MD: The setting up of Regency Direct Marketing in 1997 was interesting. Except for my last two stints at Real Value and Atlaz where I headed the marketing team, I have been a salesman. My sister, Dharti Desai who was based in the USA, was a copywriter for a direct marketing firm. She mooted the idea of direct marketing. In the USA, billing statement inserts, is a big thing. In India nobody seemed to be doing it in spite of million users of credit cards and mobiles.
RR: Were the banks in India convinced with your concept?
MD: I did the rounds of international banks with the belief that they would be more receptive. Unfortunately they were not very keen. After a lot of running around and meetings, one of them considered our proposal. But then we did not have any advertiser who was keen. So we tried to test my sister's program – a leather cheque book wallet. We took up the investment as we felt that the price point was good. We located a vendor who would produce the wallet and got the bank to test the project with a run of 25,000. The response was fabulous. No one – including the bank – could believe it. The tables were turned. We were able to roll out bigger campaigns and the advertisers started coming in.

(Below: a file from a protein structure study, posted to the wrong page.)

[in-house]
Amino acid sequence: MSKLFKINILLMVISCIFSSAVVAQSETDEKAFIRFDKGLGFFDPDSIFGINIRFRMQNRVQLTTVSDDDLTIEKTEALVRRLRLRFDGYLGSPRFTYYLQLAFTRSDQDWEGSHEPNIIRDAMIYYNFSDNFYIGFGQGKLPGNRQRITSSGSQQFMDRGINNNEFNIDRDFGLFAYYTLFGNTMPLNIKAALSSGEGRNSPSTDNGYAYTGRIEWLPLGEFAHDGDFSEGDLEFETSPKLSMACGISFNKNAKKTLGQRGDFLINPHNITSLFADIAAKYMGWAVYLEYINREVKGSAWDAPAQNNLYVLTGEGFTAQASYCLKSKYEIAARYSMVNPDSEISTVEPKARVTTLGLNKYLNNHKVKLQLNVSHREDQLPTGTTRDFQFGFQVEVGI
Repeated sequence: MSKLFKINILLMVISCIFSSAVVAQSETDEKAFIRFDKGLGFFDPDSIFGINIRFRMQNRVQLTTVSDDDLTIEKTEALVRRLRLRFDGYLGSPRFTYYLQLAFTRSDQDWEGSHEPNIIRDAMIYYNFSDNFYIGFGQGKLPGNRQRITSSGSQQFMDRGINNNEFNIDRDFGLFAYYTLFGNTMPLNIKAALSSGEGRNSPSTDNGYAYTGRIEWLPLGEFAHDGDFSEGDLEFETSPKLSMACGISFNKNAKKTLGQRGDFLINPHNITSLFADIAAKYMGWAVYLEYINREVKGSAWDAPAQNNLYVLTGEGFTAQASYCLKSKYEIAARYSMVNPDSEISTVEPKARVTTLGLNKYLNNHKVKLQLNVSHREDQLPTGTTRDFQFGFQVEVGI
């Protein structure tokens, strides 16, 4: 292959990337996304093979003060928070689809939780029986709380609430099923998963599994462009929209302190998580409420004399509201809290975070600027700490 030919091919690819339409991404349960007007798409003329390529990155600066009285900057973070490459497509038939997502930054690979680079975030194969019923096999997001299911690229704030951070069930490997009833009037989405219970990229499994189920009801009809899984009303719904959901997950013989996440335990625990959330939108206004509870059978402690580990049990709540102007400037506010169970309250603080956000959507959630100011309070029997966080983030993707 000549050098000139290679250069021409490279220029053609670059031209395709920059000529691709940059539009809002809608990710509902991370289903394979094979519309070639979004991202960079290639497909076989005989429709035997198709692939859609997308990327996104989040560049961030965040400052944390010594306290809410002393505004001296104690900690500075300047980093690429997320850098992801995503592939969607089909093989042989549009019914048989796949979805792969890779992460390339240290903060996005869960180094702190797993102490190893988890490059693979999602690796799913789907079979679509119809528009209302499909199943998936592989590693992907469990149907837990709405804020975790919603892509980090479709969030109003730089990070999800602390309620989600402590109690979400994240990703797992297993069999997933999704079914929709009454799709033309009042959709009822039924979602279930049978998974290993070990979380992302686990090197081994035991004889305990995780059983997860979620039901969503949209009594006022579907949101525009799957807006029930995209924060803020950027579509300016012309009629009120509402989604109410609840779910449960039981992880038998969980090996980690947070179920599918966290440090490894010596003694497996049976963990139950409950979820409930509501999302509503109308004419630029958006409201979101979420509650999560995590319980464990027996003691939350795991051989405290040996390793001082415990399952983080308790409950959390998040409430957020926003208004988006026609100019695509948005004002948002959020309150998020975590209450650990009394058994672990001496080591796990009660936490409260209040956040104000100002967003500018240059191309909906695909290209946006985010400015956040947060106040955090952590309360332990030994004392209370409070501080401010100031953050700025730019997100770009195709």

RR: So, you learnt from the repetitions, on the job?
MD: I came in contact with direct marketing companies who used mail to acquire new customers and also service existing customers through bulk mailing. In 2001, the stumbling block was, there was lots of work, but nobody wanted a mere printer. They wanted the printer to distribute the mailers and provide services like data checks, creative, etc. After a few pilot runs, we started Mail Order Solutions.